A New Work Programme for WIPO
In order to address regulatory capture, the Development Agenda sets out a detailed work programme for WIPO. The programme covers a range of activities from treaty-making to research and analysis. WIPO will be expected to commence dedicated work on, for example: access to knowledge and technology; the public domain; limitations and exceptions; transfer and dissemination of technology; the relationship between IP and competition; and special and differential treatment for developing and least-developed countries.
This new set of substantive issues will significantly alter WIPO’s focus of norm-setting and research activities. While the last decade was dominated by various prorights agendas, the full implementation of the Development Agenda would see WIPO address in the coming years a range of issues of interest to developing countries, consumers and firms that depend on alternative incentives and/or business models. The idea that WIPO’s mandate is only to promote IP and nothing else appears to have been abandoned. The stake-holders in WIPO are also expected to change or expand to reflect the change in substantive focus.
To address the problems arising from the ‘faith-based’ approach to standard-setting and rule-making, the Development Agenda establishes, for the first time in WIPO’s history, an evaluation and impact assessment framework. An annual review and evaluation mechanism to assess the development-orientation of all WIPO programmes and activities, including technical assistance and capacity-building activities, is to be developed. To undertake evaluation and impact assessments – and to be able to carry out studies to assess the economic, social and cultural impact of IP systems, as well as on the impact of IP on the informal economy of some WIPO members – the organisation’s capacity to perform objective assessments is to also to be strengthened. This is a quantum-leap for WIPO: a faith-based culture could be replaced with one based on research and evidence.
Good Governance and the Democratisation of WIPO
The Development Agenda establishes a set of parameters and mechanisms to address the democratic deficit in WIPO. In other words, it will be a force of good governance and democratisation of the institution. Three main areas are targeted here: the process of treatymaking, participation of non-traditional players in WIPO, and the organisation of meetings.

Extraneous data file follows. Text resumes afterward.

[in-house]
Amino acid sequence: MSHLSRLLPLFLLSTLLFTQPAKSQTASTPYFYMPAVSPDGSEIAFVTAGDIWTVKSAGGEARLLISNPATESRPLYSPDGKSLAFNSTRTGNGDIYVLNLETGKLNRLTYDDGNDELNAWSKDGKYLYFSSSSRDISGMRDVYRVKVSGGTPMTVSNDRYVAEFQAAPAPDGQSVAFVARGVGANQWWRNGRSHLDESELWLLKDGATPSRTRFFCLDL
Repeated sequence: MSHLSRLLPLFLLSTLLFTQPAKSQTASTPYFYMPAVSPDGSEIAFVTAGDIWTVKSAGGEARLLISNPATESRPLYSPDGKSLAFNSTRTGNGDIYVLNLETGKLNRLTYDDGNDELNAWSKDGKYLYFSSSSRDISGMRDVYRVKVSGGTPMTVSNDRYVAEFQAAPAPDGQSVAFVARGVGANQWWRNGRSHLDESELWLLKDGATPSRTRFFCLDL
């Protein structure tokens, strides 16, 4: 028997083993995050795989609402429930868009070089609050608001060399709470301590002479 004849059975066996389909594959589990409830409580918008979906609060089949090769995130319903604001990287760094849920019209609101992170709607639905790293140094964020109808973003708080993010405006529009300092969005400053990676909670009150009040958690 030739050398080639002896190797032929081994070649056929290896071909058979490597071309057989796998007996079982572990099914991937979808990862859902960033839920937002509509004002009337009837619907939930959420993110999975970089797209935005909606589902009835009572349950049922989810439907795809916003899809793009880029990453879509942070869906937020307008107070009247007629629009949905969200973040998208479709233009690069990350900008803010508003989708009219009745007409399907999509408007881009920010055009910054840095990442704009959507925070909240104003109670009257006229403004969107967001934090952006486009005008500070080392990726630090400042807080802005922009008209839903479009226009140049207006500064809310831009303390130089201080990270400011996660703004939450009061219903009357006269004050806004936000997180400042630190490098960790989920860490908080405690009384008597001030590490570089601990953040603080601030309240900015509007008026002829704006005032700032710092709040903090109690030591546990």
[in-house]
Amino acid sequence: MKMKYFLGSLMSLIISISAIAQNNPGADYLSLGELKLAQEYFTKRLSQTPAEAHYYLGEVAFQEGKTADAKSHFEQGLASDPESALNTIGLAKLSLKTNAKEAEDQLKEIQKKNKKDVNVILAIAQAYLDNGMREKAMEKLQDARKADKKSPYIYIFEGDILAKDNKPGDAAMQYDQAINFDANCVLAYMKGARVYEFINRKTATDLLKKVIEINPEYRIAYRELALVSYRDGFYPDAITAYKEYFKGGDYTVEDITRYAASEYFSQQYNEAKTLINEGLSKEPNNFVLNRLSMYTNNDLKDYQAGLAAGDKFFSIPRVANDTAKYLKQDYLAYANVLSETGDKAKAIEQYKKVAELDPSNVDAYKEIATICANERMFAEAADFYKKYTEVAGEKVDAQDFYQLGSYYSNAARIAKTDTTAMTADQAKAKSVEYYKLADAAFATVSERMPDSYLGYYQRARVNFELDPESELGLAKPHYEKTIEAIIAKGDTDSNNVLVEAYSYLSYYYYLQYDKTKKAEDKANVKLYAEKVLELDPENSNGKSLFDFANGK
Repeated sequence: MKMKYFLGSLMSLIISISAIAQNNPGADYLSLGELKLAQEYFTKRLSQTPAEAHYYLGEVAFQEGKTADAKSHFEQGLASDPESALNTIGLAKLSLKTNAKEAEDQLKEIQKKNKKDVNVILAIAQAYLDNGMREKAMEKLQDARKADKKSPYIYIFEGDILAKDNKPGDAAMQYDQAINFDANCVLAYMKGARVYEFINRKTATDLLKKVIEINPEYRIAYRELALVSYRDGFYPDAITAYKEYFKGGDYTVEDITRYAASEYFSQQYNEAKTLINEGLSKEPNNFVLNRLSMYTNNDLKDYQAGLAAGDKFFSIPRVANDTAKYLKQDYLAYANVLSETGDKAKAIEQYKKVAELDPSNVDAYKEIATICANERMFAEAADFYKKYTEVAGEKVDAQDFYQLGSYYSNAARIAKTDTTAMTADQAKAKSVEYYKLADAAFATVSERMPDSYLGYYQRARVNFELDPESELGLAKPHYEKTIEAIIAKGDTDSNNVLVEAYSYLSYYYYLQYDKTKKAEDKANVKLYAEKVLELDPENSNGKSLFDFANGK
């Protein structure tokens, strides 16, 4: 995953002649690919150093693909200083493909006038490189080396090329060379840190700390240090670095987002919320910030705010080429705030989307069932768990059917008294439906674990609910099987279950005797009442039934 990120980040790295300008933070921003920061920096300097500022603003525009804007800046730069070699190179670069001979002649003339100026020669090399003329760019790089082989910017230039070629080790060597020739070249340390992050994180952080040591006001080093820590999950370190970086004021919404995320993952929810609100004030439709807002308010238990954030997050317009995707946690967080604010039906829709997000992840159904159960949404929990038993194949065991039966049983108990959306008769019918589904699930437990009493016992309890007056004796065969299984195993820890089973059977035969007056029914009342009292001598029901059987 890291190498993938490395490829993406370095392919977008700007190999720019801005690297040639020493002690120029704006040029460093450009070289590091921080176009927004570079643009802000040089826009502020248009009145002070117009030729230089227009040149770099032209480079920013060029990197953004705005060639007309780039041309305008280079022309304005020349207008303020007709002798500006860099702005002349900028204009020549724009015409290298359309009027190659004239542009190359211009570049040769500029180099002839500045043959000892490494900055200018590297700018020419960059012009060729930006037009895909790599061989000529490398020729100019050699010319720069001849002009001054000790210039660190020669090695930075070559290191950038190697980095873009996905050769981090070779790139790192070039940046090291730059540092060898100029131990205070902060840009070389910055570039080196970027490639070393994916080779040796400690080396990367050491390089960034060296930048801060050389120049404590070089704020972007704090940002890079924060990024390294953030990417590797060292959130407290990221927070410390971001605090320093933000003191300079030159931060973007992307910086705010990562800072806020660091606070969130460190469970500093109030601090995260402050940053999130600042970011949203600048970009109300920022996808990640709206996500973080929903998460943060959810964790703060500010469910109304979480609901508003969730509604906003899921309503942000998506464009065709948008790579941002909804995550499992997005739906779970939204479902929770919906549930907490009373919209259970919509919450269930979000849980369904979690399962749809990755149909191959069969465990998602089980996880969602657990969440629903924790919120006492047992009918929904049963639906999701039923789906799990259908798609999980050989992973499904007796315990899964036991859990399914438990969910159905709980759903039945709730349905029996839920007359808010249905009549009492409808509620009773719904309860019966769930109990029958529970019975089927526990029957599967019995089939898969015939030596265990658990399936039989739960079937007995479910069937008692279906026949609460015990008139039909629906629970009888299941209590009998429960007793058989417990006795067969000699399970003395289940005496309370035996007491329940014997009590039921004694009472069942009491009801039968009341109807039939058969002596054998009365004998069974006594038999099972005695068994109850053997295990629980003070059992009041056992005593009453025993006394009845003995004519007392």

A new process for treaty-making has been introduced in WIPO. The components of this process include mandatory, member-driven, open and balanced consultations prior to the commencement of formal treaty negotiations. With respect to the participation of civil society, WIPO will be expected to take measures that ensure wider participation of these organisations in its activities. This could be done, for example, through speedy accreditation to formal meetings, as well as invitations to WIPO seminars and conferences. It is also expected that meetings, especially those that relate to treaty-making, will be organised in a transparent manner and preferably take place at the seat of the organisation to allow wide participation.
If implemented, these democratic practices and transparency measures are likely to make WIPO one of the most open international organisations. Its processes, governance practices and relations with civil society will no doubt be superior to those of most other institutions, including the WTO and the World Health Organisation.
The Determinants of Successful Implementation
The Development Agenda offers an unparalleled opportunity to reform WIPO and change the terms of debate in the IP discourse. While the agenda is by no means a perfect package – a significant number of recommendations could, for example, have benefited from more precision – it provides all the basic ingredients to tackle the core problems which the proponents hoped to address by launching the discussions in 2004. It is, however, not a done deal. The extent to which the original goals are achieved will depend on three key factors, namely: leadership; the staying power of developing countries and the watchdog function of civil society organisations; and changes in the institutional design of WIPO.
The commitment and leadership of the WIPO Director-General will be an important determinant of success . But leadership at other levels will also matter, including leadership of the Chairpersons of the WIPO General Assembly, the Committee on Development and IP, as well as the co-ordinators of the regional groups.
A second determining factor will be the staying power of developing countries as well as civil society organisations and other pro-development actors. Developing countries will have to continue to invest time and political capital in this process. Civil society organisations, which have played the watchdog role over WIPO and its member states, will also have to continue to be active. Without continued democratic scrutiny, incisive analysis and debate, as well as advocacy, the Development Agenda is likely to fail. New voices may also be required to take forward some of the recommendations, such as those related to access to knowledge.
Finally, to effectively implement the Development Agenda, organisational culture and structural changes will be required in WIPO. A first welcome step was taken by the WIPO General Assembly when it established a dedicated Committee on Development and IP. However, the Committee alone is not enough. The organisational culture will have to change, in addition to changes that may be necessary in the structure and organisation of WIPO committees in general, as well as a reorganisation of the Secretariat itself.
Sisule F. Musungu is a director of IQsensato, an international development research and policy think tank, and researcher and policy analyst affiliated to a number of other institutions including the University of Bern and Yale Law School Information Society Project (ISP).